Beast from the East, Russia, Facebook, Brexit, Trump, house prices up, house prices down, the press is full of column inches on Brit’s favourite subjects of politics, scandal, weather and not forgetting the property market. Talking to my fellow property professionals from around the UK in a recent meeting, the one thing that is immediately apparent is the UK property market is vastly different depending on your location. There are lots of small property markets all performing in different ways.
That made me think, does the same rule apply in an individual town, is there just one Bicester Property Market or many?
I like to keep an eye on the property market in Bicester on a daily basis because it enables me to give the best advice and opinion on what to buy in Bicester. So, I thought, how could I split the Bicester housing market into segments so I could see which part of the market was performing the best and the worst.
I decided I would split the Bicester property market into four equal size price bands. Each price band would have around 25% of the property in Bicester, from the lowest in value all the way through to the highest 25% in terms of value, the Upper Quartile. Looking at the market, I have calculated that these are the price bands in Bicester are as follows:
- Lowest Quartile (lowest 25% in terms of value) … Up to £260,000
- Lower/Middle Quartile (25% to 50% Quartile in terms of value) … £260,000 to £325,000
- Middle/Upper Quartile (50% to 75% Quartile in terms of value) … £325,000 to £400,000
- Upper Quartile (highest 25% in terms of value) … £400,000 Upwards
So, having split the Bicester Property Market approximately into four equal sizes, the results in terms what price band has sold the most is quite enlightening.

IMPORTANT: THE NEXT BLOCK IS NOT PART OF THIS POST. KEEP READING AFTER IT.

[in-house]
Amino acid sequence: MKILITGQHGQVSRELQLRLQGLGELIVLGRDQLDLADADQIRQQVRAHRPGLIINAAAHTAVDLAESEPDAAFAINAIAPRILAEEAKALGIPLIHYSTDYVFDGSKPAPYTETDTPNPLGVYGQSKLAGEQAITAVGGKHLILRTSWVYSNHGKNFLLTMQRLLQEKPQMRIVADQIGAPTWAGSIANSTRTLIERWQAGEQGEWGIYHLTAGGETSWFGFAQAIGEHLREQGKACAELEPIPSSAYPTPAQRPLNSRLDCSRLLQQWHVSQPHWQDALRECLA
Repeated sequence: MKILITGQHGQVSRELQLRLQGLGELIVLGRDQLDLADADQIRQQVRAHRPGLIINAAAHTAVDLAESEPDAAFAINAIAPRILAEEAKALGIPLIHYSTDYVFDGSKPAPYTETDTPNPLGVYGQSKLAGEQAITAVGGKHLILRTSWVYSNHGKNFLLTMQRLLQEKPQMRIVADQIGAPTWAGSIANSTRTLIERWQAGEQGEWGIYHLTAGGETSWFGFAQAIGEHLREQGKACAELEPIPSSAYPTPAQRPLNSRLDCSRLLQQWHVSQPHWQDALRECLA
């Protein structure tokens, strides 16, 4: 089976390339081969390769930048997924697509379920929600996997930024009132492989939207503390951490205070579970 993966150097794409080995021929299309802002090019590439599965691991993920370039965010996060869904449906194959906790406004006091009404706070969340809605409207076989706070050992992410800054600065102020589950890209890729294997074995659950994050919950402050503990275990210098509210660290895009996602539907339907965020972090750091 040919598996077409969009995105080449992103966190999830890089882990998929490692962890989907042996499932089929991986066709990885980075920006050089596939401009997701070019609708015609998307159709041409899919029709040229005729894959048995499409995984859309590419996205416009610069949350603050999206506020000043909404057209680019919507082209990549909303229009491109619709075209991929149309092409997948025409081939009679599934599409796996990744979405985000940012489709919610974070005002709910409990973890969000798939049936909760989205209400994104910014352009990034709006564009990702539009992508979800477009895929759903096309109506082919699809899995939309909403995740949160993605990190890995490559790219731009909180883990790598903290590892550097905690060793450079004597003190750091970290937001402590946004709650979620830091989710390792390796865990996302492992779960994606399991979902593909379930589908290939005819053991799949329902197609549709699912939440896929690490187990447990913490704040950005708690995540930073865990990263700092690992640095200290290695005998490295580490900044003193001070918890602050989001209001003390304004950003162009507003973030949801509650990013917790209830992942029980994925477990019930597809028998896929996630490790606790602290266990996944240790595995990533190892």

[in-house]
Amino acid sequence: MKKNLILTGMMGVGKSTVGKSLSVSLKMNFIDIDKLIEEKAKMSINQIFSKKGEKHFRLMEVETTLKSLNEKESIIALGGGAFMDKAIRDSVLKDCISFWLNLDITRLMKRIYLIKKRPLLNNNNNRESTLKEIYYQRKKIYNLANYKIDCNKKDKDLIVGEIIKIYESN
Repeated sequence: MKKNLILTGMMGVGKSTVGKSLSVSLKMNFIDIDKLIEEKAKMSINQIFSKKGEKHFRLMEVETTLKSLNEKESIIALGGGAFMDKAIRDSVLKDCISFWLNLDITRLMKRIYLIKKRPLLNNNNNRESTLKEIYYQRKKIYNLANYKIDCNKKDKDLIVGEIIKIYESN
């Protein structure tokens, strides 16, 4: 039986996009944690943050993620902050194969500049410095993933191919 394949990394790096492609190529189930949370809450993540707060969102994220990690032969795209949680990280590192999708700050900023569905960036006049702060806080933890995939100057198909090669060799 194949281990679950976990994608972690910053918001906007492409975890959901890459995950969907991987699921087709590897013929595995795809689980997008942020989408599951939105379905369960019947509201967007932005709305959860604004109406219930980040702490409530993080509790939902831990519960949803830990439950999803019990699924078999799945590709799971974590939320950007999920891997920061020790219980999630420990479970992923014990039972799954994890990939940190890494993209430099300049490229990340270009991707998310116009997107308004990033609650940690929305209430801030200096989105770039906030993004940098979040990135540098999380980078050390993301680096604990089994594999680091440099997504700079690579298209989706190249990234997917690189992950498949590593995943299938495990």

|Bicester||Available||Sold STC||% Sold|
|Up to £260,000||79||62||44.0%|
|£260,000 to £325,000||107||57||34.8%|
|£325,000 to £400,000||104||56||35.0%|
The best performing price range in Bicester is the lower market. Interestingly for landlords, the lower end of the middle market isn’t selling as well as other sectors, so maybe there could be some bargains out there for buy to let investment? Even though the number of first time buyers did increase in 2017, it was from a low base and the vast majority of 20 something’s cannot buy, so need a roof over their head (hence the need to rent somewhere).
It is a fact that Bicester’s housing markets have ridden the storms of oil crisis in the 1970’s, the 1980’s depression, Black Monday in the 1990’s, and latterly the credit crunch together with the various house price crashes of 1973, 1987 and 2008. No matter what happens to us, Brexit or anything else, unless the Government starts to build hundreds of thousands extra houses each year, demand will always outstrip supply, so maybe a time for Bicester landlord investors to bag a bargain?
Do you want to know where those Bicester buy to let bargains are?
Follow our BICESTER PROPERTY NEWS blog or drop me an email because irrespective of which estate or letting agent you use, I am happy to share my views with you.